Happy Endings: Millions of Sperm Tell an Interesting Tail

21 November 2019 SYDNEY: Australian scientists have conducted one of the largest studies into male factor infertility, reviewing more than 40,000* semen tests to discover that men do have a biological clock but the lucky lads have much more time on their hands than women. The study also put to bed another common misconception, that if a couple are struggling to conceive, it’s likely to be a problem with the female.

Millions of sperm were involved in the study with results indicating that fertility decline in men only really commences in their mid-40s but even then, it’s not until over 55 that semen analysis results really start to deteriorate.

Dr Derek Lok said, “there have been numerous studies looking at the impact of female age on the chance of conception but very few on the effect of male age. Women are very aware that their chance of conception declines sharply at 35, but what this study shows is that men’s procreating years are a lot longer.” He added, “while women are born with a limited supply of eggs, men produce sperm throughout their lives.”

Scientists studied semen tests performed at Genea over a ten-year period, between April 2009 to April 2019, reviewing the total sperm count, sperm motility and DNA fragmentation, important parameters when depicting a male patient’s chance of conception.

“The number of sperm in an ejaculate and their mobility is essential but DNA fragmentation is also particularly important. It reflects the quality of the chromosomes in the head of the sperm. Generally as men get older the sperm DNA can become more fragmented, which can lead to lower conception rates and higher miscarriage risks. Over 55, this fragmentation becomes very pronounced,” said Dr Lok.

For the couples that do struggle to fall pregnant it is also a common misconception that there is an issue with the woman’s reproductive system. In about 40% of cases where couples have trouble conceiving, the problem lies with the man, and the quality or quantity of sperm.

Mark Hogan has recently become a new Dad to baby Piper after being diagnosed with a low sperm count three years ago, “whilst I am not an older father I welcome the opportunity to talk about male factor infertility. It’s such a taboo in our society. I was shocked when I discovered I had very little sperm in my ejaculate,” Mr Hogan encourages men to discuss fertility more, “you feel like you are the only one with poor swimmers but the truth is, if you’re not conceiving, men are just as likely to be the contributing factor.”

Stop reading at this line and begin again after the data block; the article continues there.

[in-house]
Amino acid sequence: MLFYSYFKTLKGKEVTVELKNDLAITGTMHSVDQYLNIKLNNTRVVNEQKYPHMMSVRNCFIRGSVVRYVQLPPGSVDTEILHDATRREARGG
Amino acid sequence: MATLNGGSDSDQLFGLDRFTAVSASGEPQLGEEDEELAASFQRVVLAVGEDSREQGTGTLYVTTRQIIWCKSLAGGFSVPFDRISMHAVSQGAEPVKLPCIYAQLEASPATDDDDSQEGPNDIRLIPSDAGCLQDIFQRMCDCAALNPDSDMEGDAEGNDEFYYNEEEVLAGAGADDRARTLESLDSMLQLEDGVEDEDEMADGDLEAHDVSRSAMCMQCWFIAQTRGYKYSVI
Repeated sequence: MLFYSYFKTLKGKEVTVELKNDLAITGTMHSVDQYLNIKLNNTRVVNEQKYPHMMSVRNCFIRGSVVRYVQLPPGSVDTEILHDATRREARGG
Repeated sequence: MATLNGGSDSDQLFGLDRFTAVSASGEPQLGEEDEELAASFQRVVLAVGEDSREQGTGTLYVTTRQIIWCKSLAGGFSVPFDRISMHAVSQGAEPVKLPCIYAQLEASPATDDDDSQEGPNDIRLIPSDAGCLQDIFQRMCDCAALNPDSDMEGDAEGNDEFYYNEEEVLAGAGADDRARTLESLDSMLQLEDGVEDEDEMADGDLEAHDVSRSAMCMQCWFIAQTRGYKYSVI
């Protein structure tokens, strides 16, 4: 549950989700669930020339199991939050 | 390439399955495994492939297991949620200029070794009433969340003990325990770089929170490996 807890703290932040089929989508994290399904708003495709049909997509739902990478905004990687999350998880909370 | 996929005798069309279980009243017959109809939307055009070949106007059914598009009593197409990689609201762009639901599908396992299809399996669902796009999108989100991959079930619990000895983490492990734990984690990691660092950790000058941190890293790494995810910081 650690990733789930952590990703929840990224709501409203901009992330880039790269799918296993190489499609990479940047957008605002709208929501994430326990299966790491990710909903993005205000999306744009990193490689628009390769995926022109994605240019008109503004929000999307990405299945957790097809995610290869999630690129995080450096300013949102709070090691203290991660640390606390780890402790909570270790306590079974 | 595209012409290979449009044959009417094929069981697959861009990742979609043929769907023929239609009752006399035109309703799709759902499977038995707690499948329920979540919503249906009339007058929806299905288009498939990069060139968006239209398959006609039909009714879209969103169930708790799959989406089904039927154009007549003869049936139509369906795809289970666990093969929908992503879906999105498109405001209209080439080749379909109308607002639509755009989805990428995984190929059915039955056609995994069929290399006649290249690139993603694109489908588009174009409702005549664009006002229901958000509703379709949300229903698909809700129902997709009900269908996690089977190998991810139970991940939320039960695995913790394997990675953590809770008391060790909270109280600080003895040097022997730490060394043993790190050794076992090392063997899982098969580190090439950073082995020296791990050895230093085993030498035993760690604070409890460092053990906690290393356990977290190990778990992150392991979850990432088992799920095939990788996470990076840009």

The study has been peer reviewed with results shared at the Fertility Society of Australia conference in Hobart, in September 2019.

*40,422 semen tests were assessed
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Meline Walton
Media & Communications Manager
M +61 452 433 369
E meline.walton@genea.com.au
About Genea
Genea is one of Australia’s leading providers for infertility, IVF and other assisted conception treatment with 33 years of experience in the field. The company has long been a fertility pioneer, with research and technologies developed in-house virtually doubling IVF success rates in the mid-nineties and continuing to improve outcomes today. In July 2018, Genea was the highest ranked healthcare provider named on Australian Financial Review’s Top 100 Most Innovative Companies List, ranked number 18.

Genea’s sister company, Genea Biomedx creates and manufactures practical, accessible and precise fertility technologies that help standardise and automate fertility treatment. Its unique relationship with Genea Fertility means that Genea Biomedx is a manufacturer that truly understands the customers’ perspective. As a result, Genea Biomedx has developed the world’s first automated vitrification instrument and has created a world leading benchtop incubator with timelapse functionality.

About Gavi, Geri, Gems and Gidget
  • Gavi – the world’s first automated vitrification instrument; Vitrification is a process used in IVF to preserve human egg cells (oocytes) or embryos by cooling them to deep sub-zero degrees. Approaching the process in an innovative way, Gavi uses an automated, standardized protocol aiming to provide consistent results in blastocyst vitrification.G
  • Geri - a benchtop incubator with individually controlled incubation chambers per patient to minimize disruptive events to the early-stage embryo. It also incorporates a camera for continuous monitoring of embryos as they develop.
  • Gems - the latest generation of Genea’s culture media for embryo cultivation.
  • Gidget - an innovative witnessing and tracking system that provides electronic witnessing, lab workflow management and support for traceability and audit reporting.